Friday, July 17, 2009

Gottman's Four Horseman of the Apocalypse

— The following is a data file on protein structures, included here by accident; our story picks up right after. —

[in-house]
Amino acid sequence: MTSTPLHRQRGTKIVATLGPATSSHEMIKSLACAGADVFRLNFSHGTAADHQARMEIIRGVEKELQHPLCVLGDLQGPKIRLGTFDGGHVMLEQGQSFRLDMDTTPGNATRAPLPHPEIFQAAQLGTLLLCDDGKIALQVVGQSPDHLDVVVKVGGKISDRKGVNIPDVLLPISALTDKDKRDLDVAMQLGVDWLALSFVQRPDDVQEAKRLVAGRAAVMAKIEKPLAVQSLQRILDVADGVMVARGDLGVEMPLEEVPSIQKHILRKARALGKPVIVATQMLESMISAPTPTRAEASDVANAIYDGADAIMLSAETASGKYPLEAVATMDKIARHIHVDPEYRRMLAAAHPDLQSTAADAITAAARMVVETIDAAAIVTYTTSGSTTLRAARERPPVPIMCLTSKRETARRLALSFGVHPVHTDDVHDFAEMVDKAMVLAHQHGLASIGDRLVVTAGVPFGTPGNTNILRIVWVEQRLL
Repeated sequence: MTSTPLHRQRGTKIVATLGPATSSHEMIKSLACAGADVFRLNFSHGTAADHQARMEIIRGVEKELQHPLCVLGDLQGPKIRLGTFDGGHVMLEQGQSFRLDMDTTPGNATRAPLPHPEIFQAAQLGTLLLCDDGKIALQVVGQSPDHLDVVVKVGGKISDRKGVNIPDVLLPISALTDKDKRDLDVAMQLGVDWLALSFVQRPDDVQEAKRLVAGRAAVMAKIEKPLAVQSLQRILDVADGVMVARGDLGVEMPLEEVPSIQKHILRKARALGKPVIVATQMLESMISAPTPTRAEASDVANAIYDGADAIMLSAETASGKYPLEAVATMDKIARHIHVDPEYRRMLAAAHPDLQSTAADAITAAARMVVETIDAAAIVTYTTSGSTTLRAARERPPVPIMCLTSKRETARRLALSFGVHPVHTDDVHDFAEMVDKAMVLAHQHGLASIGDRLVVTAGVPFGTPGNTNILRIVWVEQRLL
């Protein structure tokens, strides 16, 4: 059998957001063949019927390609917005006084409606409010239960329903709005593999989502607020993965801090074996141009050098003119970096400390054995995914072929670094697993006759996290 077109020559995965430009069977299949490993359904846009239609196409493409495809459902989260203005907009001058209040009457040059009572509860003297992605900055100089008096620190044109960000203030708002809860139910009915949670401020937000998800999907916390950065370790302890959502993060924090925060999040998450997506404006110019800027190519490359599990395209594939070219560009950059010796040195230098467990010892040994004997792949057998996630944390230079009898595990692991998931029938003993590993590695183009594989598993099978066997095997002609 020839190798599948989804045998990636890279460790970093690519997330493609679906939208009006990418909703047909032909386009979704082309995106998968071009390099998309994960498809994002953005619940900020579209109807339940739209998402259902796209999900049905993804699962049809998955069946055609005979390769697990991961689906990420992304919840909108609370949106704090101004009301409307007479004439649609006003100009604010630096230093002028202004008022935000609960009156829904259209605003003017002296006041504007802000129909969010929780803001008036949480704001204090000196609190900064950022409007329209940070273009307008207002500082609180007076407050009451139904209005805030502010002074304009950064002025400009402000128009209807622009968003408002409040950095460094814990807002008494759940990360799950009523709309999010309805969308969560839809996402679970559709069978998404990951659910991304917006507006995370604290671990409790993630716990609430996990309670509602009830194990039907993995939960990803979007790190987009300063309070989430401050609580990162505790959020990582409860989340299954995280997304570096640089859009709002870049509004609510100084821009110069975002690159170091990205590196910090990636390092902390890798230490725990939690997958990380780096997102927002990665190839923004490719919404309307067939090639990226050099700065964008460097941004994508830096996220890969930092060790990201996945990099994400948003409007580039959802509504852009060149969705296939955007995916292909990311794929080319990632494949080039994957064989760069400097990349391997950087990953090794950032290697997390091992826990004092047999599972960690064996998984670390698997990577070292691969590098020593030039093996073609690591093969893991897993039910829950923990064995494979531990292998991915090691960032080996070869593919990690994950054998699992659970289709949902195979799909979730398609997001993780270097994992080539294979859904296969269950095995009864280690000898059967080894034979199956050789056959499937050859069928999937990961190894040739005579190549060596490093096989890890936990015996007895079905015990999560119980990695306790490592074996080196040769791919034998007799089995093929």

John Gottman, a psychologist and a researcher, is able to predict within three minutes which relationships will survive over the years and which will not, with about 94% accuracy. He identified four characteristics that are lethal to commitment and one of those characteristics is the presence of what he calls the four horsemen of the apocalypse in the couple's communication style. The four horsemen are criticism, defensiveness, contempt and stonewalling 1. Criticism: Attacking your partner’s personality or character, usually with the intent of making someone right and someone wrong. "You never" and "You always" signal someone is using this tactic. Instead of addressing the issue, the partner is blamed for lacking in some way. An example is saying "You never take out the trash. You always expect me to do all the work." The correction is to address the issue that concerns you and not blame the person: "Could you find a way to remember to take out the trash? It annoys me when you forget and I have to rush to get it out before I leave for work." 2. Contempt: Communicating in a way that you look down on your spouse, expressing distain. The use of sarcasm and ridicule indicates contempt is in play. Contempt must be eliminated and replaced with respect. An example is as follows: "I've lost all respect for you. You are a poor excuse for a human being." 3. Defensiveness: Seeing yourself as the victim, warding off a perceived attack from your partner, you offer excuses and explanations. When you constantly deflect issues brought up by your partner, you are ignoring his or her concerns. "I meant to get the materials you needed but I ran out of time. You wouldn't believe my day. You don't appreciate how busy I am." Learning to listen and accept your partner's point of view is necessary to repair the relationship stressed by defensiveness. 4. Stonewalling: When you stonewall, you avoid conflict by shutting down, refusing to talk or engage with your partner, either because you don't know your own feelings or because you are afraid of direct discussion. Staring at the television when your spouse is bringing up an issue of concern or walking out of the room, refusing to talk are examples of stonewalling. Learning to problem solve together is the repair for this horseman.

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